When Sunday July 13
Category Medium mountains
Where are we?
The race leaves Gérardmer and weaves through the hills towards Mulhouse, the second largest town in the Alsace region after Strasbourg. The German influence on the town is obvious. Mulhouse was part of the German Empire after the Franco-Prussian War.
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What’s on the route?
There are six testing climbs on the route, with the second-category Col de la Schlucht coming after just 11.5 kilometres. After that the riders cross two third-category hills, the Col du Wettstein (41km) and the Côte des Cinq Châteaux (70km). The Côte de Gueberschwihr, a second-category climb, is after 86km before the toughest climb of the Tour so far, the first-category Le Markstein. The final climb, the Grand Ballon, is after 127 kilometres, leaving 43 rolling kilometres to the finish.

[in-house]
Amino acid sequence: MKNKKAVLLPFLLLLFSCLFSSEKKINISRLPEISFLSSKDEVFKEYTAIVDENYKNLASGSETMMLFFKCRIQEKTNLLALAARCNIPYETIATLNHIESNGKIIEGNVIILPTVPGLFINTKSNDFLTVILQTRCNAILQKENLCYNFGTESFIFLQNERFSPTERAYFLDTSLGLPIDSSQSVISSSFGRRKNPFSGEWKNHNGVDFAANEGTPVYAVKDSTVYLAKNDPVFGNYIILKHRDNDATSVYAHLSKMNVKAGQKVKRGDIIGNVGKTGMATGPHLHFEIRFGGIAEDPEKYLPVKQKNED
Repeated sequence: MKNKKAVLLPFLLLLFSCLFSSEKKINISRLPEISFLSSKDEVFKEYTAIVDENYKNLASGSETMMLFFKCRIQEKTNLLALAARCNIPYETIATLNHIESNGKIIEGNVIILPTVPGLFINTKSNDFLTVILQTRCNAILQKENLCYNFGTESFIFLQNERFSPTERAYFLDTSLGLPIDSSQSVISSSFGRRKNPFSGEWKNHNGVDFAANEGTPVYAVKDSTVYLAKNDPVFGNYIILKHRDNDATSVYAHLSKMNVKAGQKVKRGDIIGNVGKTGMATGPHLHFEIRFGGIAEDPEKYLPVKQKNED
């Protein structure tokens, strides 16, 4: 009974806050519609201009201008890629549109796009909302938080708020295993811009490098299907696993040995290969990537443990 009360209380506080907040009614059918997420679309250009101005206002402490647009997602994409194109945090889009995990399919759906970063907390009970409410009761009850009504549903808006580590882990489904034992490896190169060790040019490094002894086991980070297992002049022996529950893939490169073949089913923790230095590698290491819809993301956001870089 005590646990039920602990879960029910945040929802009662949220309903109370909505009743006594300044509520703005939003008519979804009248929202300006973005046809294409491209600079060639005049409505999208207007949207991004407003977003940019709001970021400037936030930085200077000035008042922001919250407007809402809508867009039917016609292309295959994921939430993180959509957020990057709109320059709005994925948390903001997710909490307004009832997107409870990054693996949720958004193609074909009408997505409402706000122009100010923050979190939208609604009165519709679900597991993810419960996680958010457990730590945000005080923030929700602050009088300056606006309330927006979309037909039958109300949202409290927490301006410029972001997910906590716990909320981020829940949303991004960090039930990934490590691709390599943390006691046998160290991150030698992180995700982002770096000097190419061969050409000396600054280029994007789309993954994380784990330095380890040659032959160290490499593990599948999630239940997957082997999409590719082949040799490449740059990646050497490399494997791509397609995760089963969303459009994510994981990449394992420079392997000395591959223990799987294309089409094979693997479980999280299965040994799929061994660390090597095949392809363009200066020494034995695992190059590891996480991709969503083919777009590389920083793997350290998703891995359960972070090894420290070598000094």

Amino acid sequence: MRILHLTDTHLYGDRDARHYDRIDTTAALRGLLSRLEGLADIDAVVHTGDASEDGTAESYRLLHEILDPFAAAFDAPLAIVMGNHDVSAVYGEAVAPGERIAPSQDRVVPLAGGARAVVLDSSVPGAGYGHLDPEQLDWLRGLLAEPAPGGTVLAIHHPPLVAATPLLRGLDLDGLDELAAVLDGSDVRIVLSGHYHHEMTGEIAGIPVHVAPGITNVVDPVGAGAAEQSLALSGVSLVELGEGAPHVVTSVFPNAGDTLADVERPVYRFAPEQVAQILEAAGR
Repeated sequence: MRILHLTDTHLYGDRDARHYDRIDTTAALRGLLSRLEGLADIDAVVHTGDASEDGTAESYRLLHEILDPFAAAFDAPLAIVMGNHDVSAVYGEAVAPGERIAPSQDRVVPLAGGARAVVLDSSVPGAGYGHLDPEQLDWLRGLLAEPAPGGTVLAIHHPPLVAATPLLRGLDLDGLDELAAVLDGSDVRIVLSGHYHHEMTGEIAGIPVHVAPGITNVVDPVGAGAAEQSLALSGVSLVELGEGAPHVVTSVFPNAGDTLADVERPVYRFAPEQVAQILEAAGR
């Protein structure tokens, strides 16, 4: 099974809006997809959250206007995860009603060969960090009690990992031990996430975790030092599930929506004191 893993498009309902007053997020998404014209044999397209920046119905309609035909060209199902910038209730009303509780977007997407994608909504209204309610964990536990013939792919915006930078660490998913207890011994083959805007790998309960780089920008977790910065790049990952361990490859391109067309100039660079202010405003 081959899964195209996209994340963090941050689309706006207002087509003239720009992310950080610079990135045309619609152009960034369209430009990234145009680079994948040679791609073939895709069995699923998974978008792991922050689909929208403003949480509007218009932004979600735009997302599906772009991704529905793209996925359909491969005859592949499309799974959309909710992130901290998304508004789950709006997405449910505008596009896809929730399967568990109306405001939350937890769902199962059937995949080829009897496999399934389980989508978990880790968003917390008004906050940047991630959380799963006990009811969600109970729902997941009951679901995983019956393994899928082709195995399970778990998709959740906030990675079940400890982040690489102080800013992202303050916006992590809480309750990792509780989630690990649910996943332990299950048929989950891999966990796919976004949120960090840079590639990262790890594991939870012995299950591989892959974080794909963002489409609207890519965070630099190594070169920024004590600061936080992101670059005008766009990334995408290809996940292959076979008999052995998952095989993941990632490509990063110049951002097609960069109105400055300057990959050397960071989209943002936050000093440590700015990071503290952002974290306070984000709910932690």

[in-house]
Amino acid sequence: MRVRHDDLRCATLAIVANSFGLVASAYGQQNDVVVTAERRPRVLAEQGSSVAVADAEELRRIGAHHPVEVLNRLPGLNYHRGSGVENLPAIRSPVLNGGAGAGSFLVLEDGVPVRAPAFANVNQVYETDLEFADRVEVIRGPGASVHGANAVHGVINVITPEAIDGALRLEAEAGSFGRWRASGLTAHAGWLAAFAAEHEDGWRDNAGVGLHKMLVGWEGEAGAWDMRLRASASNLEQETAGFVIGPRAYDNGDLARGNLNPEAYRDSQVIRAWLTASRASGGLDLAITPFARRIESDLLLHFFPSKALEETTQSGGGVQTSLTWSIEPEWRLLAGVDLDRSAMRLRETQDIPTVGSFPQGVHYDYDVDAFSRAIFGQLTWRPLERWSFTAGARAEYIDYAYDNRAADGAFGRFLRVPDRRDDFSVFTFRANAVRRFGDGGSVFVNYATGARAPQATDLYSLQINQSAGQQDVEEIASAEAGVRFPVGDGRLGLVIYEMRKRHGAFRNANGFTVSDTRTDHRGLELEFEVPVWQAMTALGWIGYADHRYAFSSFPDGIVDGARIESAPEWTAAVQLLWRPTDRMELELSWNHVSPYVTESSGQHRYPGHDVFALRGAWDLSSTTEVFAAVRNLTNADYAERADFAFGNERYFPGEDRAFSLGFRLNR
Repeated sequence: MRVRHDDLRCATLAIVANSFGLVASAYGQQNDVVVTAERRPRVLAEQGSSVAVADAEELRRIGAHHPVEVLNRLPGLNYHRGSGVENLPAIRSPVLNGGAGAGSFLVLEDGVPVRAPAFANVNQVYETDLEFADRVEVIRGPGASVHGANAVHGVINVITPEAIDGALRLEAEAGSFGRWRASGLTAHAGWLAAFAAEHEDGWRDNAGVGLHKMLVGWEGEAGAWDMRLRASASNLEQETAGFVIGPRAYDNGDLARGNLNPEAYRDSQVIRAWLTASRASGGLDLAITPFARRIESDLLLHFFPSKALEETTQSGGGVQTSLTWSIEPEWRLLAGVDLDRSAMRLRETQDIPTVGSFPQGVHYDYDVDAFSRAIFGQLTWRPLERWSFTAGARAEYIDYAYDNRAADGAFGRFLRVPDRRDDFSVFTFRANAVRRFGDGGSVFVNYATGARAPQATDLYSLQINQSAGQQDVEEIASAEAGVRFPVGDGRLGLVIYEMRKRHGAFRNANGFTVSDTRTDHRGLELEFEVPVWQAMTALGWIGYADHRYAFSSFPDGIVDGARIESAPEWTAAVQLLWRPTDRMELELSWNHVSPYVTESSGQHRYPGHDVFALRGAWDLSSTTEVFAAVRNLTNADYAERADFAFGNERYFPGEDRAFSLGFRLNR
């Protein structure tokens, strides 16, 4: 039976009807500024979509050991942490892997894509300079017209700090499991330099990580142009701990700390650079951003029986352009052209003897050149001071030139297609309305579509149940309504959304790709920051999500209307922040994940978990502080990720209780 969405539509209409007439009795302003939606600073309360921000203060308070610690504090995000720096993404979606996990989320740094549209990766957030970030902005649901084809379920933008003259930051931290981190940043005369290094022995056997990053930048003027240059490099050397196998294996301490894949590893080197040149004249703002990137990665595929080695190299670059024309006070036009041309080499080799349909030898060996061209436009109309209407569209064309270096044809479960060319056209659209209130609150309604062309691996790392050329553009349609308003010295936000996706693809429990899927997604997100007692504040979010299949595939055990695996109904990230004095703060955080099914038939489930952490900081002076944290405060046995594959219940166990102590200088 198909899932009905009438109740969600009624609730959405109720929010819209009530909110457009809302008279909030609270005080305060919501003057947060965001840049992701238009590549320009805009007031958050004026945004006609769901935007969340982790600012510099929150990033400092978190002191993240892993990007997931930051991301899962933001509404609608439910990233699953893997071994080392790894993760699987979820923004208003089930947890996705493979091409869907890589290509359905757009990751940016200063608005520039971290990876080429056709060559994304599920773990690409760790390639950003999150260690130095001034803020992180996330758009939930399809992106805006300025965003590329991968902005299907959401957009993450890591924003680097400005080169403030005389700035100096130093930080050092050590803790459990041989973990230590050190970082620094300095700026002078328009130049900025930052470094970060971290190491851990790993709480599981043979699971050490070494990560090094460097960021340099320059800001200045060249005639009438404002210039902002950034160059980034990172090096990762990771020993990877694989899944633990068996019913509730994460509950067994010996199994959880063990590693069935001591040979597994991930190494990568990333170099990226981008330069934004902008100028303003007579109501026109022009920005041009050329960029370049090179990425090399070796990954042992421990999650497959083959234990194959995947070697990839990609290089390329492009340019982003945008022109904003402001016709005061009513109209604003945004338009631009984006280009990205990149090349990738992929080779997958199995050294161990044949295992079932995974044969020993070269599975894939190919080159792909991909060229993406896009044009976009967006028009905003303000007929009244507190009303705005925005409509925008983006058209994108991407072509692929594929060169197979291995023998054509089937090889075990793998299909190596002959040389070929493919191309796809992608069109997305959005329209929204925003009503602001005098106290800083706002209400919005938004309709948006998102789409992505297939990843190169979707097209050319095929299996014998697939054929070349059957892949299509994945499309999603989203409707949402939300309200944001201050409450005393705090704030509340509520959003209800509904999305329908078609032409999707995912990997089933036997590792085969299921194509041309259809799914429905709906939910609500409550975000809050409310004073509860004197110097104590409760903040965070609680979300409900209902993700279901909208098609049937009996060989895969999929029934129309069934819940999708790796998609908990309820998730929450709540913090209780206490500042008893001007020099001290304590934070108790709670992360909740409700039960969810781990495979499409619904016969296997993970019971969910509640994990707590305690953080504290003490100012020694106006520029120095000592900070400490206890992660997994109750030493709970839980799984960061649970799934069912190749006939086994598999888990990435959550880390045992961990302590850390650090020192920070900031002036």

What might happen?
This is another day that suits the puncheurs rather than the outright climbers and it will be a stage that will sap the strength of the team that’s defending the yellow jersey. With La Planche des Belles Filles on the horizon, the overall contenders will hope for a relatively straightforward day, but they may not get their wish.
If you’re there
Visit the Cité de l’Automobile, the world’s biggest car museum or the Cité du Train, which rivals the railway museum in York.
We’re deep in the Vosges now, characterised by the rolling terrain and beautiful wooded landscape.